And yes, just because something is natural doesn’t necessarily make it beneficial to humans. Try wallowing in poison ivy on a weekend camping trip and see how that works for ya.

  2. Joe says:

    Attenborough is nealry 87 years old, so he’s probably not planning to father any more children.

  3. Andrew O says:

    “In the second story, the Japan’s finance minister suggested that 25 – 40% of the Japan’s population, elderly retirees and those soon to be so, “. . . should just hurry up and die.””

    He is 72 years old, perhaps he should hurry up as well? This hypocrisy is a illustration of how absolute power corrupts absolutely.

    Regarding the premise of the article, I would say that by observing and studying our current political and social system, both sides of the spectrum (left and right) have shown signs of hypocrisy, greed, and disregard toward objective science as means to ameliorate human problems. Not sure which ideological movement has done it the most, but in the policymaking world, there are clear examples of both sides being at fault.

    Ideological rhetoric seems to entertain minds and followers, but I think much of it in our society is just that, silly entertainment while nothing substantive changes. It seems to me that it is more of a problem of elitism leading to a control imperative — people at the top not wanting to cease their power at whatever cost, which is a unipolar instinctive force maintained at the top. I hope that as a society and culture we start demanding more objective science and education and start collectively thinking objectively to solve our problems without dependency and conformity, but I am afraid politics will continue getting in the way of “converting” minds and advancing their agenda at any cost.

    Hope I am eventually proven wrong.

    • Gabriel Odom says:

      He said the “hurry up and die” comment in the same breath that he said he would never accept long-term medical care. Personally, I wouldn’t want to be a drain on my family’s resources – just pull the plug.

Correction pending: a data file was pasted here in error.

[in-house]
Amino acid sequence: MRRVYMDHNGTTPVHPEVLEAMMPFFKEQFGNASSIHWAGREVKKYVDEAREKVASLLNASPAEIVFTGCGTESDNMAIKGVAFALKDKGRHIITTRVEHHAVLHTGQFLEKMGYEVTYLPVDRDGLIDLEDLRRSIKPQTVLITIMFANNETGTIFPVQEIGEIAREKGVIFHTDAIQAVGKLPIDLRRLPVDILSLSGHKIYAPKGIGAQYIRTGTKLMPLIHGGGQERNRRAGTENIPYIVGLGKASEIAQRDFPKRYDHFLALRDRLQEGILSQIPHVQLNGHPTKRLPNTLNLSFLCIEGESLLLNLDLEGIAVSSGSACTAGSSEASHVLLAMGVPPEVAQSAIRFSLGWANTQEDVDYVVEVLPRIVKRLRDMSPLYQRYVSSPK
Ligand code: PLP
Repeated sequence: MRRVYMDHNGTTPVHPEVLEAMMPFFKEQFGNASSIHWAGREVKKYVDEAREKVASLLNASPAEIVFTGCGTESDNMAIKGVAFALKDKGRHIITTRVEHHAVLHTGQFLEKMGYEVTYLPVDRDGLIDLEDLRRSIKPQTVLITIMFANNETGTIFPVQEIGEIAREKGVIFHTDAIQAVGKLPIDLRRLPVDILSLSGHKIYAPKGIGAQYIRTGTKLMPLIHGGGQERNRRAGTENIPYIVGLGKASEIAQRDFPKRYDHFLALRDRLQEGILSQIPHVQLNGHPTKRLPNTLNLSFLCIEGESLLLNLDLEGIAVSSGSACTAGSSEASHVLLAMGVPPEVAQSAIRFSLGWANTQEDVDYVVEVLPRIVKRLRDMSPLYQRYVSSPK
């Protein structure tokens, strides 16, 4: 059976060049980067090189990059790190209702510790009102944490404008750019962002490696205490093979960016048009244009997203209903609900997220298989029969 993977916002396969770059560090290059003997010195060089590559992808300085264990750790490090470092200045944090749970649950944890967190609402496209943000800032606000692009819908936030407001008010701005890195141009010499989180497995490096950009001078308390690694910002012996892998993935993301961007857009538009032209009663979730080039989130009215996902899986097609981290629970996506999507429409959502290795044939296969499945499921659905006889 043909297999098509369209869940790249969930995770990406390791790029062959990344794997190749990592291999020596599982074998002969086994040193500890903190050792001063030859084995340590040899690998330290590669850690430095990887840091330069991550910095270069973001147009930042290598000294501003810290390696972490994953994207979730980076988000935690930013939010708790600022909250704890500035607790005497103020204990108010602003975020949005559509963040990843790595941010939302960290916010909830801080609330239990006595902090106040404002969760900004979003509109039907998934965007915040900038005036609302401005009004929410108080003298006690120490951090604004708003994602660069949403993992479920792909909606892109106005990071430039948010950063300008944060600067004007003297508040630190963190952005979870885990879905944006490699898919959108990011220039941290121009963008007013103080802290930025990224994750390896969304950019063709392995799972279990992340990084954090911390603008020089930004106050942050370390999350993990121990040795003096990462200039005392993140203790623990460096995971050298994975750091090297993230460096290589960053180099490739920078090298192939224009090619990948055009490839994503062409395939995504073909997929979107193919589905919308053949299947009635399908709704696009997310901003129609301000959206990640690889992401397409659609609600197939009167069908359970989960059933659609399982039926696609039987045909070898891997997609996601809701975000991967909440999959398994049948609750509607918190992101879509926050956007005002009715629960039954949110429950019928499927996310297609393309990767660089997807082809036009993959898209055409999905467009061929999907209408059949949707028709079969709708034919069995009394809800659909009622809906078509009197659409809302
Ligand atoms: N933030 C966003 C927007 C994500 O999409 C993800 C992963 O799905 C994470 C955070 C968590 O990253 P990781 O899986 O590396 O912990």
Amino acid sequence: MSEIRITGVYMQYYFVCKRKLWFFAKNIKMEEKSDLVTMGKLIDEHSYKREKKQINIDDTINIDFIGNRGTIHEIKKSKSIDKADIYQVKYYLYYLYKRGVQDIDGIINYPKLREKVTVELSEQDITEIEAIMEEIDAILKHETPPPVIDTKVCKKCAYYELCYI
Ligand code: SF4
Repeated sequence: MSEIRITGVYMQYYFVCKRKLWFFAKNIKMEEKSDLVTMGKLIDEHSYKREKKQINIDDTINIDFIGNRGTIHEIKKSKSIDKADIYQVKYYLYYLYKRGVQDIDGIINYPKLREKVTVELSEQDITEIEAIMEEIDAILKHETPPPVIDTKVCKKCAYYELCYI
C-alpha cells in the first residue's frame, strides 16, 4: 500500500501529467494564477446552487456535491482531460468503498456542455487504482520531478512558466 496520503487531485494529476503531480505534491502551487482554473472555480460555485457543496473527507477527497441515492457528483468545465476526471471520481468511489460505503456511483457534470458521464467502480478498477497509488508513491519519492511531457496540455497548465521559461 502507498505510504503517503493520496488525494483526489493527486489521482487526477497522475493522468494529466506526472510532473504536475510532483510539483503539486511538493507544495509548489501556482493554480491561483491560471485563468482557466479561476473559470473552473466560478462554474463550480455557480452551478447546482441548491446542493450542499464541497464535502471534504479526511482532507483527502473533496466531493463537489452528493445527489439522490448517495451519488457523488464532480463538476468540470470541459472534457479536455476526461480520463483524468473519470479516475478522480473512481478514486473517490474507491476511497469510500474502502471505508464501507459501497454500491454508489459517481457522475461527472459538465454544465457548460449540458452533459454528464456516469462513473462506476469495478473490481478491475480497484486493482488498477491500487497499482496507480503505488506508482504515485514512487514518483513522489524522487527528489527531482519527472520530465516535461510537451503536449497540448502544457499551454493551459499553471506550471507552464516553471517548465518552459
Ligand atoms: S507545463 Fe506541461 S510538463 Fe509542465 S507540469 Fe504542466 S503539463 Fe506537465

4. Evan Carr says:

    Mr. Attenborough’s comments remind me of the New World Order conspiracy that global population will be reduced to roughly 500 – 700 million people, the supposed population at which human life is “sustainable” on planet earth. Perhaps Attenborough is the secret author of the Georgia Guidestones.
    I think the climate change debate is a great instance of too many scientists allowing their personal beliefs to taint their scientific conclusions. The climate is changing. That is a fact. The globe seems to be warming. This is appearing to be true. Whether or not this is cyclical remains to be seen, though I find it likely. I would also say that it is inconceivable to say that humans have had absolutely no effect on the climate. The debate is how much of climate change is anthropogenic. Have humans sped up the heating and cooling cycle through our carbon emissions?
    Given the complexities involved with measuring the carbon cycle, the conflicting empirical data, the cyclical nature of earth’s temperatures and the revelation that many global warming advocates manipulated their data, I think it will be nearly impossible to determine if humans are the sole cause of global warming.
    NOW, in my opinion, do the preceding paragraphs give us free license to be terrible stewards of our planet? I would say absolutely not. I believe that the natural forces at play within our earth are far greater than we can truly comprehend. I would venture to say the the world is much more cornucopian in nature than we are often led to believe, as witnessed the ever-expanding bank of oil reserves. Still, as the world’s population expands, we are already finding it difficult to have enough arable land to produce food. Malthus has his place too.